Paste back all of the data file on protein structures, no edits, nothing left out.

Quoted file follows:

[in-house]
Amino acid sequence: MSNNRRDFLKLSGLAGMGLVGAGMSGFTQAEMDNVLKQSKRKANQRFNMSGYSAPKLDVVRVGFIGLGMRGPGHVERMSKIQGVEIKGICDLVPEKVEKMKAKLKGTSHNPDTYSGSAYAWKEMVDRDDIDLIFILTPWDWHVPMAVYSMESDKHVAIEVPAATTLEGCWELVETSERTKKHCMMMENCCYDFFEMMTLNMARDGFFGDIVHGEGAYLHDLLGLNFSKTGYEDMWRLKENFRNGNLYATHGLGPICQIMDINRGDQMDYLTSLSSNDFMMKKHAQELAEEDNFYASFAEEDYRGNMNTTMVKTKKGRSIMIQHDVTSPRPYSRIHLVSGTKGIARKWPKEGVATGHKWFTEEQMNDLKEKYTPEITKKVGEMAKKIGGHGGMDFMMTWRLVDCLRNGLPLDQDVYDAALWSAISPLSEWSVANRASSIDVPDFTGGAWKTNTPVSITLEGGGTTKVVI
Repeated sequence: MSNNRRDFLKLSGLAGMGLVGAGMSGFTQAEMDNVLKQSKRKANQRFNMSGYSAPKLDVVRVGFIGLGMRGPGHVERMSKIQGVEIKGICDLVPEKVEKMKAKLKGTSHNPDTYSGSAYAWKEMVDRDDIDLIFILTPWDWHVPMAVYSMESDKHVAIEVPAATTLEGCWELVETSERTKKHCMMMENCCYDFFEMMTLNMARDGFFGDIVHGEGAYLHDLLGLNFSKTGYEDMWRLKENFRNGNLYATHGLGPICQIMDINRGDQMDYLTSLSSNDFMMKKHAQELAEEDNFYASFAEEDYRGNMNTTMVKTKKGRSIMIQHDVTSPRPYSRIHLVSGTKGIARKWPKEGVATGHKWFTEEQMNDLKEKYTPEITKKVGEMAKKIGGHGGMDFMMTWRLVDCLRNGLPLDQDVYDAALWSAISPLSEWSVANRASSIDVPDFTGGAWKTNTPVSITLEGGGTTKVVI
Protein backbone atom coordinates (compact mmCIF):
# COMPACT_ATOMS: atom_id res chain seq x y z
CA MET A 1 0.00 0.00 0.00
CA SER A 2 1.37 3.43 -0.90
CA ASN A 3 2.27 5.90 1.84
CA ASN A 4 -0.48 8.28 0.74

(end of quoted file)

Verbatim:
[in-house]
Amino acid sequence: MSNNRRDFLKLSGLAGMGLVGAGMSGFTQAEMDNVLKQSKRKANQRFNMSGYSAPKLDVVRVGFIGLGMRGPGHVERMSKIQGVEIKGICDLVPEKVEKMKAKLKGTSHNPDTYSGSAYAWKEMVDRDDIDLIFILTPWDWHVPMAVYSMESDKHVAIEVPAATTLEGCWELVETSERTKKHCMMMENCCYDFFEMMTLNMARDGFFGDIVHGEGAYLHDLLGLNFSKTGYEDMWRLKENFRNGNLYATHGLGPICQIMDINRGDQMDYLTSLSSNDFMMKKHAQELAEEDNFYASFAEEDYRGNMNTTMVKTKKGRSIMIQHDVTSPRPYSRIHLVSGTKGIARKWPKEGVATGHKWFTEEQMNDLKEKYTPEITKKVGEMAKKIGGHGGMDFMMTWRLVDCLRNGLPLDQDVYDAALWSAISPLSEWSVANRASSIDVPDFTGGAWKTNTPVSITLEGGGTTKVVI
Repeated sequence: MSNNRRDFLKLSGLAGMGLVGAGMSGFTQAEMDNVLKQSKRKANQRFNMSGYSAPKLDVVRVGFIGLGMRGPGHVERMSKIQGVEIKGICDLVPEKVEKMKAKLKGTSHNPDTYSGSAYAWKEMVDRDDIDLIFILTPWDWHVPMAVYSMESDKHVAIEVPAATTLEGCWELVETSERTKKHCMMMENCCYDFFEMMTLNMARDGFFGDIVHGEGAYLHDLLGLNFSKTGYEDMWRLKENFRNGNLYATHGLGPICQIMDINRGDQMDYLTSLSSNDFMMKKHAQELAEEDNFYASFAEEDYRGNMNTTMVKTKKGRSIMIQHDVTSPRPYSRIHLVSGTKGIARKWPKEGVATGHKWFTEEQMNDLKEKYTPEITKKVGEMAKKIGGHGGMDFMMTWRLVDCLRNGLPLDQDVYDAALWSAISPLSEWSVANRASSIDVPDFTGGAWKTNTPVSITLEGGGTTKVVI
Protein backbone atom coordinates (compact mmCIF):
# COMPACT_ATOMS: atom_id res chain seq x y z
CA MET A 1 0.00 0.00 0.00
CA SER A 2 1.37 3.43 -0.90
CA ASN A 3 2.27 5.90 1.84
CA ASN A 4 -0.48 8.28 0.74